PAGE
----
Lilly (pictured) not afforded the opportunity to get back on the sled and resetting.
Lilly (pictured) not afforded the opportunity to get back on the sled and resetting.

Sharks menace waters off East Coast Dog Surfing Championships causing delay as they flash teeth and threaten to eat man’s best friend in front of stoic owners: “To be honest, driving I-4 is more dangerous!”

Bells what?

Now, of course you know that the iconic Bells Beach has hosted the most consecutive (save Covid blackhole) surf competitions in the history of our beloved sport but did you know that Florida’s Cocoa Beach is second or, more correctly, was second? Birthplace of Kelly Slater and home to his very famous statue, the town of nearly 12,000 used to stage a multi-day surf festival but people stopped coming, or caring, so Cocoa Beach is now the site of the most famous dog surfing championships on the planet.

Many bravos and the most recent wrapped over Easter weekend, featuring an almost 7-year-old yellow Labrador Retriever besting the field but Lily, as her people call her, was almost eaten by sharks before hoisting the trophy.

According to Florida Today, “It was the first time over the 10-year range of the contest that sharks had interrupted the crowd-pleasing event, and according to Theresa Clifton, event host and executive director of the Brevard Humane Society. She was told the creatures were within 10 feet of the shoreline. Lifeguards whistled for everyone to leave the ocean, but Lily’s owner and trainer, Michael Vogt of Port St. Lucie, did not overreact while standing about 20 yards out. ‘To be honest, driving I-4 is much more dangerous,’ he said, smiling.”

The I-4 is an expressway that runs from the Daytona area to Tampa right through Orlando, which is currently embroiled in a nasty mess with Disney. A1A Beachfront Avenue is more famous, I’d imagine, which runs along a causeway to the east as Vanilla Ice rapped about it on his hit single Ice, Ice, Baby.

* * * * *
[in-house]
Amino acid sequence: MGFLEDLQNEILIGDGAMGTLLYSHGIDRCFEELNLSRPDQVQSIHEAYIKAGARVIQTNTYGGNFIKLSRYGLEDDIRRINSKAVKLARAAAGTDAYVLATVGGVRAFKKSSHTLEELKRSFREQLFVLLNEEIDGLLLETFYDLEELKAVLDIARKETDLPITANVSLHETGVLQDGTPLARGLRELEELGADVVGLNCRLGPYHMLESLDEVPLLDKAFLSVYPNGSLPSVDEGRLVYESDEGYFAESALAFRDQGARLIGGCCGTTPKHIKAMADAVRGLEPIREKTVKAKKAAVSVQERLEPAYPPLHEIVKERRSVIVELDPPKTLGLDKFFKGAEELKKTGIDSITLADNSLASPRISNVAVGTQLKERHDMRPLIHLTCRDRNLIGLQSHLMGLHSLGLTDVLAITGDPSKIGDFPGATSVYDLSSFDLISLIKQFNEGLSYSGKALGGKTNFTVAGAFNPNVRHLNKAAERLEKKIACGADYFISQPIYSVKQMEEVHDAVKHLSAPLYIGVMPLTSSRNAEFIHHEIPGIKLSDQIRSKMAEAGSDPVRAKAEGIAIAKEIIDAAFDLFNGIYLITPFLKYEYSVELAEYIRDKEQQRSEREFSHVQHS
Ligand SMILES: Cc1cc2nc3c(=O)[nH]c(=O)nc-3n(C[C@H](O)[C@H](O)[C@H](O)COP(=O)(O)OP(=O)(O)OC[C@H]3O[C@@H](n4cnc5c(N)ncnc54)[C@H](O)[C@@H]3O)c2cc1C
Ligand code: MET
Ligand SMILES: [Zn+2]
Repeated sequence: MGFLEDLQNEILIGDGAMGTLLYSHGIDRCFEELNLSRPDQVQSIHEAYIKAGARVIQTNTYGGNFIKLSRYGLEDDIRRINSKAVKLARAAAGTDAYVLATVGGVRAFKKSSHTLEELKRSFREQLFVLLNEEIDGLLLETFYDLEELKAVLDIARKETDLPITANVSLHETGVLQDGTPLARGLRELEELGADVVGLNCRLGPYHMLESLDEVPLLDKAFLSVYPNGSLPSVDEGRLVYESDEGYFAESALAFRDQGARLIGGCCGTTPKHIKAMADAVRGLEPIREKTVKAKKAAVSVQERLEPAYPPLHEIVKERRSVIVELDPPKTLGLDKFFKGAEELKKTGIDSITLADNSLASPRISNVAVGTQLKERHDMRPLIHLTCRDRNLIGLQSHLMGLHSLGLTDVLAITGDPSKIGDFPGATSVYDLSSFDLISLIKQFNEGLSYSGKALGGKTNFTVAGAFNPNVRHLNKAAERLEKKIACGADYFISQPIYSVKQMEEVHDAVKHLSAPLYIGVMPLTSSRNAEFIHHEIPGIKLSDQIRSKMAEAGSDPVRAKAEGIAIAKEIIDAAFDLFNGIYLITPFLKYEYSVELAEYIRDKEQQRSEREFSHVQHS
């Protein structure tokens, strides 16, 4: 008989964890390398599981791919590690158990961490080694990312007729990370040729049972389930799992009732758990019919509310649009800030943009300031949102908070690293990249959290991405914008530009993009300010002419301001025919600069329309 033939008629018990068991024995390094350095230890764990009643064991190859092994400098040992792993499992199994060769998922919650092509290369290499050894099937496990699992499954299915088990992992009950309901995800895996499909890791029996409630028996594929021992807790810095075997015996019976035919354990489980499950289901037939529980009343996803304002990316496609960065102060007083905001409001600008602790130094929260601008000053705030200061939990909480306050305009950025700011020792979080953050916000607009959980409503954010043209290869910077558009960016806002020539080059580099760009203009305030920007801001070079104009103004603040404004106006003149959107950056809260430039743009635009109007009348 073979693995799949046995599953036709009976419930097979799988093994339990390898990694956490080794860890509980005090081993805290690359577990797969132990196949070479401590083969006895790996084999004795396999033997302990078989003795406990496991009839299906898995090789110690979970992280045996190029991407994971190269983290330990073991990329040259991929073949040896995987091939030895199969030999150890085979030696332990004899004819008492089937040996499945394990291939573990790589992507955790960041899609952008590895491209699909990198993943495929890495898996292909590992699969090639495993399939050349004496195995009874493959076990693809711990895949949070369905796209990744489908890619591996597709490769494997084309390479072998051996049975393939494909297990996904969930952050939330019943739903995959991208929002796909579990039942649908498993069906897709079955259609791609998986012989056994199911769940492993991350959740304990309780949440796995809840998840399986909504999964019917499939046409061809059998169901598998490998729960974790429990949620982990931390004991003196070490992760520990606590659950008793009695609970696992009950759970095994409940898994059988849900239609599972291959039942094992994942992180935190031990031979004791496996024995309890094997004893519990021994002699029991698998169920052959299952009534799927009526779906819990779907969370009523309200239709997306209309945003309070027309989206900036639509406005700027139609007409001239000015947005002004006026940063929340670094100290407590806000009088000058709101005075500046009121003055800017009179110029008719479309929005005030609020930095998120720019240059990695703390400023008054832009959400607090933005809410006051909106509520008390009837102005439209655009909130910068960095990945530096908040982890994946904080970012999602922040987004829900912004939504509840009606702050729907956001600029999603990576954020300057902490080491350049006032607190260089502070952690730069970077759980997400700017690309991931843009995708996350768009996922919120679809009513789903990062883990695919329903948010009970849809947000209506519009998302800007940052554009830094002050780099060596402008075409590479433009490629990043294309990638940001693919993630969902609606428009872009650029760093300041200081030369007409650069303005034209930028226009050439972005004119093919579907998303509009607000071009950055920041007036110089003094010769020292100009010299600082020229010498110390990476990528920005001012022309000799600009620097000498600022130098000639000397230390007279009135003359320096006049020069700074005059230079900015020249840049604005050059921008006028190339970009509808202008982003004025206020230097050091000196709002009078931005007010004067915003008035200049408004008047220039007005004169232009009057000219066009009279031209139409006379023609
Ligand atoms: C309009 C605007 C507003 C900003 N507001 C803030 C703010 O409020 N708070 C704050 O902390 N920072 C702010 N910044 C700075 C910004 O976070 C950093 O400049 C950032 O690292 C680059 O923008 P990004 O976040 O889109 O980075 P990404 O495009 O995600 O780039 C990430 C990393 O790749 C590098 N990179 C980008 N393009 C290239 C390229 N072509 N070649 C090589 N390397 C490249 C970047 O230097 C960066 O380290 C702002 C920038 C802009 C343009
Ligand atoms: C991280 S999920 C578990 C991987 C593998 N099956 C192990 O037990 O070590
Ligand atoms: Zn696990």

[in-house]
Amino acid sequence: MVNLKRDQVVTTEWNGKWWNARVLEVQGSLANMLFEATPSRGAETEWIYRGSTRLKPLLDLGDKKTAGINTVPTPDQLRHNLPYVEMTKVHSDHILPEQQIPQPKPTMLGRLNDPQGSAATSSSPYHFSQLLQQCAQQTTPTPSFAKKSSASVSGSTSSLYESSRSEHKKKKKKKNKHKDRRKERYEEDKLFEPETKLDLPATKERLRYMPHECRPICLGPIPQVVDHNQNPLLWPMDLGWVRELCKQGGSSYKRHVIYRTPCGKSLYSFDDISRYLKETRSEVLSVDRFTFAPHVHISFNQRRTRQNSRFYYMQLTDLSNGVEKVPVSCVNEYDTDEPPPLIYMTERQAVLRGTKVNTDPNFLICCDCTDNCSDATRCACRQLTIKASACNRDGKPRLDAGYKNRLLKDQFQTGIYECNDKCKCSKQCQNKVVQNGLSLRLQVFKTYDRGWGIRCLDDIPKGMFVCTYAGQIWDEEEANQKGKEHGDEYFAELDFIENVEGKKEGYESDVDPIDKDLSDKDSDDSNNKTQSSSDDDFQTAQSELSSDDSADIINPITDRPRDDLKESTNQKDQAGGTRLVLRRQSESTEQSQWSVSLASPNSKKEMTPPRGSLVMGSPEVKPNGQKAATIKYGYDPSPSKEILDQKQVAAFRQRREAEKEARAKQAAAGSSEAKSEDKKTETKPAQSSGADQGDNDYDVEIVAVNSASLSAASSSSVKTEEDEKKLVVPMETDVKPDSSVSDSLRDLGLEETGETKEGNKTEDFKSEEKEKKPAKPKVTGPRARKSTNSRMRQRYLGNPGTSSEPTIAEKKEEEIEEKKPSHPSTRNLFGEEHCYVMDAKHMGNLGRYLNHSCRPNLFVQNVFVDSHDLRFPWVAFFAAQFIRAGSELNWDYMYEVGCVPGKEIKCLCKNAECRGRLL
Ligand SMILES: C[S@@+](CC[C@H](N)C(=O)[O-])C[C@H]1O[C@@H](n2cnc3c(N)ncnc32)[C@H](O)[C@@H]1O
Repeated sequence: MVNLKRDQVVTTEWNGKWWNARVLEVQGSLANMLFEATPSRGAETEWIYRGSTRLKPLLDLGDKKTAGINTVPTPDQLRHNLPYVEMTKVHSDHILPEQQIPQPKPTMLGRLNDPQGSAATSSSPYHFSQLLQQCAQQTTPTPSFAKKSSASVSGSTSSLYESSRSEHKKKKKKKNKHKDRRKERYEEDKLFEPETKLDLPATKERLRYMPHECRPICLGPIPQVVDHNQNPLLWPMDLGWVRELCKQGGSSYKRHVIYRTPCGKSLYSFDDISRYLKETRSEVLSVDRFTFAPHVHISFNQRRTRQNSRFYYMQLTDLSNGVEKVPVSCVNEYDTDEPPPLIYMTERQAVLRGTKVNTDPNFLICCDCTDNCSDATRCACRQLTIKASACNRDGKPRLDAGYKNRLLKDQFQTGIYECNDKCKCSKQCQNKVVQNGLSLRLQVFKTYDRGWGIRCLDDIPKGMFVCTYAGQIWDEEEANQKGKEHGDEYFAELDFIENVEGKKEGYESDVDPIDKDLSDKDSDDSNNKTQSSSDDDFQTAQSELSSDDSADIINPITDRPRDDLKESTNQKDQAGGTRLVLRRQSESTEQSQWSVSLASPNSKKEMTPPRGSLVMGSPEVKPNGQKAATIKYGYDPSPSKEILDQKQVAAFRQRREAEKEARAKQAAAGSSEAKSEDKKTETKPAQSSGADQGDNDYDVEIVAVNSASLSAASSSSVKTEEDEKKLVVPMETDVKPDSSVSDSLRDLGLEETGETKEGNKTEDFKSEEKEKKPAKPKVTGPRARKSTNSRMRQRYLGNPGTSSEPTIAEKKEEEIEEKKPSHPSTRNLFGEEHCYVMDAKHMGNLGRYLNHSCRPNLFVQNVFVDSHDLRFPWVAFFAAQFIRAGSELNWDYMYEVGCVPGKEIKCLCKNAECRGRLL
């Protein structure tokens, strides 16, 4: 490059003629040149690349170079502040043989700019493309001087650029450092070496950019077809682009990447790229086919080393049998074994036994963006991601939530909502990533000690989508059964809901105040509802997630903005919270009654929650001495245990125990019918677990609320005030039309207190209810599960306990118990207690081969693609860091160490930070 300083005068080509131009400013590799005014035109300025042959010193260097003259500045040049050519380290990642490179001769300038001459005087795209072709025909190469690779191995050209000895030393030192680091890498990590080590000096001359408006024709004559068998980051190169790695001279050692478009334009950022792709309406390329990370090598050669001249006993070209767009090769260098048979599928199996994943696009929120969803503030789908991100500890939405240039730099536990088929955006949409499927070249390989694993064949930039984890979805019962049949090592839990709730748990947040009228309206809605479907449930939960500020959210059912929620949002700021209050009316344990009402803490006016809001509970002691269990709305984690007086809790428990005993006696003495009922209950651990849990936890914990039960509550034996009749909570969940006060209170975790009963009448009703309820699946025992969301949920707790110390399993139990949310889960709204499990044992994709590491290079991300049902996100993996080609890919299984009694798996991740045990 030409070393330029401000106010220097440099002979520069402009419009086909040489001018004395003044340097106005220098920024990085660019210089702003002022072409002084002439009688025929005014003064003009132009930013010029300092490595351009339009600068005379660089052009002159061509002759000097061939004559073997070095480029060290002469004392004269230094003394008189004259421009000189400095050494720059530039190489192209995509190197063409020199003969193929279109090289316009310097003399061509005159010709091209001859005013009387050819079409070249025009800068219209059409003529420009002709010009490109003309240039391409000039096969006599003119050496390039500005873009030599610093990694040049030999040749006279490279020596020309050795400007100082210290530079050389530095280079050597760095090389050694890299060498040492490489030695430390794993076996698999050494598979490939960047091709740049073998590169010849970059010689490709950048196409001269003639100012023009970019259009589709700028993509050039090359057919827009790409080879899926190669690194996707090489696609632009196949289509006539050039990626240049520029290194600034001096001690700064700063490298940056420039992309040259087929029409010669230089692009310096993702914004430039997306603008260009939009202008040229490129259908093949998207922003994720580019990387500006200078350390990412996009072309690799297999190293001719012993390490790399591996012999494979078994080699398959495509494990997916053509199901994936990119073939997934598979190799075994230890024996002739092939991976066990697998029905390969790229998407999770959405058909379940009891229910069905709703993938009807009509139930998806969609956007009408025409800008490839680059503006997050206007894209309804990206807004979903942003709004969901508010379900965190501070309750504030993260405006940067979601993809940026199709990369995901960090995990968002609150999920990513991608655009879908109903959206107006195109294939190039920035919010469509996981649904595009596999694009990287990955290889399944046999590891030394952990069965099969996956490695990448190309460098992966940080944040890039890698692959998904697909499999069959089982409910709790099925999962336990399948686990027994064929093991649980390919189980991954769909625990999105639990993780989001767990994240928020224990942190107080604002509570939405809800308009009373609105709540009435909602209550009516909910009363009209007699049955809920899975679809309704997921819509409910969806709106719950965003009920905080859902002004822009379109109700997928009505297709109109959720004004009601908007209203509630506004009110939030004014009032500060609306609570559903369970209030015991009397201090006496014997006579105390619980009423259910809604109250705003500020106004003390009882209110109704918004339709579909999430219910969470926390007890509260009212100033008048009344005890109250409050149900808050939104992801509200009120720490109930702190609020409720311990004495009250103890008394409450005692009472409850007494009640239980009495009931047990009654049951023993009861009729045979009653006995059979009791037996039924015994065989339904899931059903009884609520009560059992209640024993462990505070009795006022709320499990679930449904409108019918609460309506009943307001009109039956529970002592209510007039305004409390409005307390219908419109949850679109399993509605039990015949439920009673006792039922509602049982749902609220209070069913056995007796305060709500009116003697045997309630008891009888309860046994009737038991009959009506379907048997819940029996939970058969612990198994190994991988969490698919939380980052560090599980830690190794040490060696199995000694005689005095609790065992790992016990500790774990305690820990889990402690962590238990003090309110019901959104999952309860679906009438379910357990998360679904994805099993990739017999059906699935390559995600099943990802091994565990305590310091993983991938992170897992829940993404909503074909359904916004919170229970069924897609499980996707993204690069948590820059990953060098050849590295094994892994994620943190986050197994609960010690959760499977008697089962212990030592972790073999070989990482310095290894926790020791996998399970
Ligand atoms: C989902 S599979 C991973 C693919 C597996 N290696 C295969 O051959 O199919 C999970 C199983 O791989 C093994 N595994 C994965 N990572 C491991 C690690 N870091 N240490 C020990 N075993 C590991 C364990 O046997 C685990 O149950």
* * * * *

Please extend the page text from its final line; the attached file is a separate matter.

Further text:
Back to Lily, though, how chill is Mr. Micael Vogt? Makes Mick Fanning look like a real scaredy-cat, no?

Also, what do you think the Humane Society thinks about a blatant disregard for sharks?

What about PETA?

More questions than answers.

Door bustin’ big wave legend Ian Cairns becomes first to host surf movie watch party in Mark Zuckerberg’s Metaverse: “You will be able to mingle with all the guests and speakers, play games, ask questions, and view the movie on the big screen just like you were at an IRL party.”

Come play with us!

It should come as absolutely no surprise that yet another door in our world is being busted down by Australia’s Ian Cairns. The big wave legend and founder of professional surfing as we know it has never faced a challenge that he could not overwhelm by either brains or brawn or a combination of the two and now the Bronzed Aussie is set to host the very first surf film watch party in Mark Zuckerberg’s Metaverse.

That film, of course, the award-winning documentary Bustin’ Down the Door featuring Shaun Tomson, starring Eddie Rothman and the aforementioned Cairns plus Rabbit Bartholomew and many others.

Cairns says of the watch party, which is hosted by in the Party.Space metaverse on Saturday, April 23 at 5:00 PM ET / 2:00 PM PT (9:00 PM UTC), “This is going to be historic for the surf industry. In the metaverse, you will be able to mingle with all the guests and speakers, play games, ask questions, and view the movie on the big screen just like you were at an IRL party.”

Alla Koretsky, CEO of HeyLayer, the NFT marketplace for’s Wave Riders Club NFT launch says, “Everyone at the watch party is approachable. They’ll all be there not only to watch this great film, but to take part in surfing history,” with Chris Almida, Cofounder adding, “What a great way to get people frothing for this NFT drop the following Tuesday by giving a sneak peek at some of the incredible artwork.”

My main question is, how will Ian Cairns look in the metaverse? Popping with muscles striking terror into hearts or an approachable huggy bear ready for love?

A sexy beast ready for anything (see above)?

Something a little more… provocative?

Let’s go find out! Click here!

Country Soul in 2022.

Iconic surfboard designer responsible for modern shortboard lists “opulent, lavish, extravagant” Palm Springs-themed Byron mansion for $3.5 million-plus!

"Embracing the essence of mid-century modernism."

With a leopard grin, green flare flaring from his slitted eyes and a tiny five-five in socks body that vibrates with excitement and joy, ain’t no mistaking the master shaper Bobby McTavish.

You heard of him?

McTavish, along with pals George Greenough and Nat Young, was instrumental in the shortboard revolution which washed ashore in 1967, slashing two feet off the boards thereby gifting surfers the ability to hit and hang around the lip.